Delighted to have four poems (‘Dress’, ‘Flag’, ‘Move Things Around’ and ‘Something Almost to Outlast’) published in the new edition of the Edinburgh Review, alongside work from Paul Bachelor, Rachael Boast, Russell Jones, David Wheatley and a whole bunch of great folk. Available at respectable outlets where you are.
Very pleased to announce that a collaborative piece with Ragland will be included in the Another Athens exhibition and one-day symposium at the Forest Centre+ in Edinburgh. This interdisciplinary symposium invites speakers to investigate the city, its space(s) and how its people interact with it on a daily basis: the city as a score, the imaginary city, strategies of drift and assemblage. Speakers include – Peter Burnett / Mirja Koponen / Neil Gray / Jane Hyslop / nick-e melville / Gerry Smith / Michael Gallagher, among others – from within and without the arts and literature, will reflect the rich polyphony of views which span experience and interpretation of the city.
The symposium will run from 10am-5pm on Thursday 4 December, and is totally free.
The exhibition will run from Wednesday 26 November – Saturday 20 December (Wed-Fri 4pm-7pm; Sat 11am-2pm), and is also free. Hope to see you there.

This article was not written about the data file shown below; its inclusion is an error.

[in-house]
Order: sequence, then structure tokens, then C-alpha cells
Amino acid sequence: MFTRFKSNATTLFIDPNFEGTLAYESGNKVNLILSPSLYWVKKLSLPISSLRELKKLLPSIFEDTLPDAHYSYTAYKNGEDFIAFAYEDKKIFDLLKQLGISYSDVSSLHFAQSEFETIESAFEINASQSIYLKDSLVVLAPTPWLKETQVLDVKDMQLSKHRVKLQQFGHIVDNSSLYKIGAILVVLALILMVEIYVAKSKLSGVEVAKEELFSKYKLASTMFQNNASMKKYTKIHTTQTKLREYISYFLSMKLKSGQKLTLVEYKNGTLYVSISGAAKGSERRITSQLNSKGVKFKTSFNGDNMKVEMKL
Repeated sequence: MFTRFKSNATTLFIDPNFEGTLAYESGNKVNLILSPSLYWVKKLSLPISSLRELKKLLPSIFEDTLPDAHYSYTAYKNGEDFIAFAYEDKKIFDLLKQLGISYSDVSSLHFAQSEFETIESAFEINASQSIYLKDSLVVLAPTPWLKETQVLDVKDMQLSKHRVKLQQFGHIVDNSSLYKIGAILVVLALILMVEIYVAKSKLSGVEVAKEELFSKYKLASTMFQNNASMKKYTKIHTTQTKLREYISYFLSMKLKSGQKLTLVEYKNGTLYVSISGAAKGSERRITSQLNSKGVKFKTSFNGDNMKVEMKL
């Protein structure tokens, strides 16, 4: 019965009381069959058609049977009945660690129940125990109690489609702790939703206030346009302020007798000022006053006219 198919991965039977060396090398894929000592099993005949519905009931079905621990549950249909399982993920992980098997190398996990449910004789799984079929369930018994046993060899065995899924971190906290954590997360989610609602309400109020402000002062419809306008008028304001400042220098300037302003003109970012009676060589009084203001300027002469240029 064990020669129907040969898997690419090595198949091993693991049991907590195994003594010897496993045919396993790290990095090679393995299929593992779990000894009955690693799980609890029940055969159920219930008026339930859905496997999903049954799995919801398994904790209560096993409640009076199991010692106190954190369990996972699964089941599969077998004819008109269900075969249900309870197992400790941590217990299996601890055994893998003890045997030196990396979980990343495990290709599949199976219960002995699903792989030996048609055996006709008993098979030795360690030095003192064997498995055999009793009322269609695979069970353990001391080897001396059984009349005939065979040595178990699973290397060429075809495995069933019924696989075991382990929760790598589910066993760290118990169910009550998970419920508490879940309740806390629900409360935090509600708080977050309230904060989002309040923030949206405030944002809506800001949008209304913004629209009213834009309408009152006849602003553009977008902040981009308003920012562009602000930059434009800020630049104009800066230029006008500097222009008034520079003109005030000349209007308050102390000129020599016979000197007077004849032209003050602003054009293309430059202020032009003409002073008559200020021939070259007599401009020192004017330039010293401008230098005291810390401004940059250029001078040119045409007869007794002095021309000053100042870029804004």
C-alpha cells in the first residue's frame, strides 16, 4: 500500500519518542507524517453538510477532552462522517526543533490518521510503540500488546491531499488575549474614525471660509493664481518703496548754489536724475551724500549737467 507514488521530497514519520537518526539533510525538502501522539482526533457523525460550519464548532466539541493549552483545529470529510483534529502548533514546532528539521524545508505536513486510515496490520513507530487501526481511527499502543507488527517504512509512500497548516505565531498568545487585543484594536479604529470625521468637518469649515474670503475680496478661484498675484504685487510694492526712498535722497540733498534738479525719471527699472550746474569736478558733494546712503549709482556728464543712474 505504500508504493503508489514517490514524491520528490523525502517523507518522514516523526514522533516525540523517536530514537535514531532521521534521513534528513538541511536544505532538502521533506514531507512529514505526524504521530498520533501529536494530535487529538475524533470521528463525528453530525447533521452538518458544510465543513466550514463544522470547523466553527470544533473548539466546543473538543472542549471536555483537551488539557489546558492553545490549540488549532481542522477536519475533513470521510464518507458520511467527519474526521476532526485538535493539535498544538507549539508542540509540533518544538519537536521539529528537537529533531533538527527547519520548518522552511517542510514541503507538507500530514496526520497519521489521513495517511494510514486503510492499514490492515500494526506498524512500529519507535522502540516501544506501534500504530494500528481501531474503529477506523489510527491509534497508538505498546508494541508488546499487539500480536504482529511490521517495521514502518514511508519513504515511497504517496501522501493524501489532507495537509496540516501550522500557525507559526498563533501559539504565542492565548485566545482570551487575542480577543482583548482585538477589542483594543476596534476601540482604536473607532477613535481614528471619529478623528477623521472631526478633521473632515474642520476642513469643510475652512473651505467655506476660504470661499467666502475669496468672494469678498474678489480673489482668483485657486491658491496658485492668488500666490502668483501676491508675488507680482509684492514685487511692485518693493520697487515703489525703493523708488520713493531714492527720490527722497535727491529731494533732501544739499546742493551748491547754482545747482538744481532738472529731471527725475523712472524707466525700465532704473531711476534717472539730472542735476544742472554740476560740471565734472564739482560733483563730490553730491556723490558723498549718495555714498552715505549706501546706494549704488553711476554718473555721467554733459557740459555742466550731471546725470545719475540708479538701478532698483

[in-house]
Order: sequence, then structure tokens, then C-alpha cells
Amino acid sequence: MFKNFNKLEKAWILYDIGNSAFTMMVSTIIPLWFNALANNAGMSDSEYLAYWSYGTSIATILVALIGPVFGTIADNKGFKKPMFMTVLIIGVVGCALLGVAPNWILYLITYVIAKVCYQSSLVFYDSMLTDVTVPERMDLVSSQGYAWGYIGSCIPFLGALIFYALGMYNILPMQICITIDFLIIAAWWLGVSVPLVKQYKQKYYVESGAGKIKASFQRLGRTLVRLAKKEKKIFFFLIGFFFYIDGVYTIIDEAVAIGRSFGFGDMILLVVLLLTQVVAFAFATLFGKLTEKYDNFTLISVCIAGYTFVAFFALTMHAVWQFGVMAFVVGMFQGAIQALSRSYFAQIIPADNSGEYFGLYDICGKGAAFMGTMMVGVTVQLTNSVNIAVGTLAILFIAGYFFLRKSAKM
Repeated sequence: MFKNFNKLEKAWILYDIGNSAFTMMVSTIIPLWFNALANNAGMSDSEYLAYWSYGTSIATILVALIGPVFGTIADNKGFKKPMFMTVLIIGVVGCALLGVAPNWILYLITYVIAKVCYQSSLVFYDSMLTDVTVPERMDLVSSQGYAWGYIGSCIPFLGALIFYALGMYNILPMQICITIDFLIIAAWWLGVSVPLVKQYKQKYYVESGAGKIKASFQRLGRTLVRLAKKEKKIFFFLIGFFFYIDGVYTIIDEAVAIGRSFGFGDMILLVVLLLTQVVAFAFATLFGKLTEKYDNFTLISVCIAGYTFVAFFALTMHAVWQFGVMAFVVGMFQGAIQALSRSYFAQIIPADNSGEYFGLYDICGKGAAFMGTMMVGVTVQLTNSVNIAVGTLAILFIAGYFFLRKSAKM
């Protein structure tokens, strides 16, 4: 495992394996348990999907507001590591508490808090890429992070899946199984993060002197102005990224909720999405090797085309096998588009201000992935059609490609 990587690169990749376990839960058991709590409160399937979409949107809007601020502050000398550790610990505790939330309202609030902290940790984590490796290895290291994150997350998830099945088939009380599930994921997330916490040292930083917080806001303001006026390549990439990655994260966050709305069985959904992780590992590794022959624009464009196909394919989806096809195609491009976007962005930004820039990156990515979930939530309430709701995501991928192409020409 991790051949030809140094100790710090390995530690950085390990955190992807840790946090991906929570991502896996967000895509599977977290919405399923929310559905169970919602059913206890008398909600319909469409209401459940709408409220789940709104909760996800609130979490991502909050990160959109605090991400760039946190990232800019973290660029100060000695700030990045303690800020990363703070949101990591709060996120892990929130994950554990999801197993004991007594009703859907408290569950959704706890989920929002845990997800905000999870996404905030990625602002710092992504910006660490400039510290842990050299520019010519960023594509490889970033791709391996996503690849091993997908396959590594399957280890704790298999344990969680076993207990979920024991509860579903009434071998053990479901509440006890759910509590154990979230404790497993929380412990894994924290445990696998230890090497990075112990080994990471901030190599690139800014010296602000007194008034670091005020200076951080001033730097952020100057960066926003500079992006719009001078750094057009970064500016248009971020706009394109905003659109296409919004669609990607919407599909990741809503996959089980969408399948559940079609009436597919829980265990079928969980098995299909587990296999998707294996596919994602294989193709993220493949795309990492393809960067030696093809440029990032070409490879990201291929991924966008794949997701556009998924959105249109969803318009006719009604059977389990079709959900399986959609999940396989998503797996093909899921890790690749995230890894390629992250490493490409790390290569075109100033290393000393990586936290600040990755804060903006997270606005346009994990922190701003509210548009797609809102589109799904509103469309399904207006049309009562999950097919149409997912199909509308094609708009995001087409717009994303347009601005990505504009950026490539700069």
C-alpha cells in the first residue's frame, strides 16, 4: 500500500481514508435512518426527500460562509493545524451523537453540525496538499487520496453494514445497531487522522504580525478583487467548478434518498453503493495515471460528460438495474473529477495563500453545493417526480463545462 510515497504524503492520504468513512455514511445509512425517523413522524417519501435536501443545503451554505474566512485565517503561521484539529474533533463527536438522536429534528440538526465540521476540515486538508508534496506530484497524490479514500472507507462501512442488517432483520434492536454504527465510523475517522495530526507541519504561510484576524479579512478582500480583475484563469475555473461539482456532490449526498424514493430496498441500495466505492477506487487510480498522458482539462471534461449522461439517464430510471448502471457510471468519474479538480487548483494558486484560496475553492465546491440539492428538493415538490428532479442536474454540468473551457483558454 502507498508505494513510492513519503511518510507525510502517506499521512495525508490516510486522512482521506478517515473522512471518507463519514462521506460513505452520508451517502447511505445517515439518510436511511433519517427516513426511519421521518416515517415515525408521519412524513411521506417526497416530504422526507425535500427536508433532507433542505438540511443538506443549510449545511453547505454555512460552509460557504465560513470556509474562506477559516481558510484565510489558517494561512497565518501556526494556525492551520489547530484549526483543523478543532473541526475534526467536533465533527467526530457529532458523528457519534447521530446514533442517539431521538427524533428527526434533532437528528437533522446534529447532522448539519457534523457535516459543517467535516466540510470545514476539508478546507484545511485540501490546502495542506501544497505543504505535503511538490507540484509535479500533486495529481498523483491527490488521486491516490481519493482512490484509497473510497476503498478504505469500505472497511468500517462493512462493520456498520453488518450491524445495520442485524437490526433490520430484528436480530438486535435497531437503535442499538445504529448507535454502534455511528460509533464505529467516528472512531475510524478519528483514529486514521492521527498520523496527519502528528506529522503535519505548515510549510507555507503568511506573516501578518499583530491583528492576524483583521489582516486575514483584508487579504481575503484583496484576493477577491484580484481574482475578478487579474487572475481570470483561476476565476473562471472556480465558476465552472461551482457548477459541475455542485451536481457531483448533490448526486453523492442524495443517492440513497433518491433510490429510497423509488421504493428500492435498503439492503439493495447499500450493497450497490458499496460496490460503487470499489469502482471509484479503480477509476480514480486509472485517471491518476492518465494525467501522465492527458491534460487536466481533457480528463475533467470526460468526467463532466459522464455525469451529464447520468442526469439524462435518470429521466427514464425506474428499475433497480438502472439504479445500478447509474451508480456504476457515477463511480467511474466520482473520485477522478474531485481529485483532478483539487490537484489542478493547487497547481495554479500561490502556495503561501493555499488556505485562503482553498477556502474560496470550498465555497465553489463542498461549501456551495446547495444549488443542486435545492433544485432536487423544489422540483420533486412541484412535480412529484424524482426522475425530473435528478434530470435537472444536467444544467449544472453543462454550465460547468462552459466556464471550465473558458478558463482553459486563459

Was invited to write a poem about the ‘future of fashion’ by the good people at Litro magazine. I imagined people wouldn’t need clothes in the future. The editor says: Ryan Van Winkle imagines a future in which nudity is the new haute couture, in his poem that was joy she said, a modern take on the Emperor’s new clothes.
Auld Enemies was a very special project. Our friend Ross Sutherland has documented the entire experience, and you can watch the 35 minute documentary right here, or head to SJ Fowler’s YouTube channel for all the individual collaborations. Many thanks to everyone involved, please enjoy.
The Enemies project: Auld Enemies was a transnational poetry collaboration where six poets worked in rolling paired to produce original works for readings across the breadth of Scotland and where in each event also featured numerous pairs of writers from the region, who also presented brand new poetry collaborations. Beginning on July 9th and finishing on July 27th, the project visited Dundee, Edinburgh, Glasgow, Aberdeen, Lerwick and Kirkwall, before a wrapping up in London. Auld Enemies was a groundbreaking exploration of contemporary Scottish poetics through the potential of collaboration. Supported by Creative Scotland
During the tour, Ross Sutherland documented the project in this extraordinary documentary.
For the first time my family can read my work in Italian! Here’s ‘Thirteen’, ‘My Hundred-Year-Old Ghost’, ‘The Grave-tender’, ‘Cassella: the Pastor’s son’, ‘The Water is Cold’, and ‘Tomorrow, the Red Birds’, both the translated versions and the originals, published in formavera, an excellent Italian-language poetry magazine.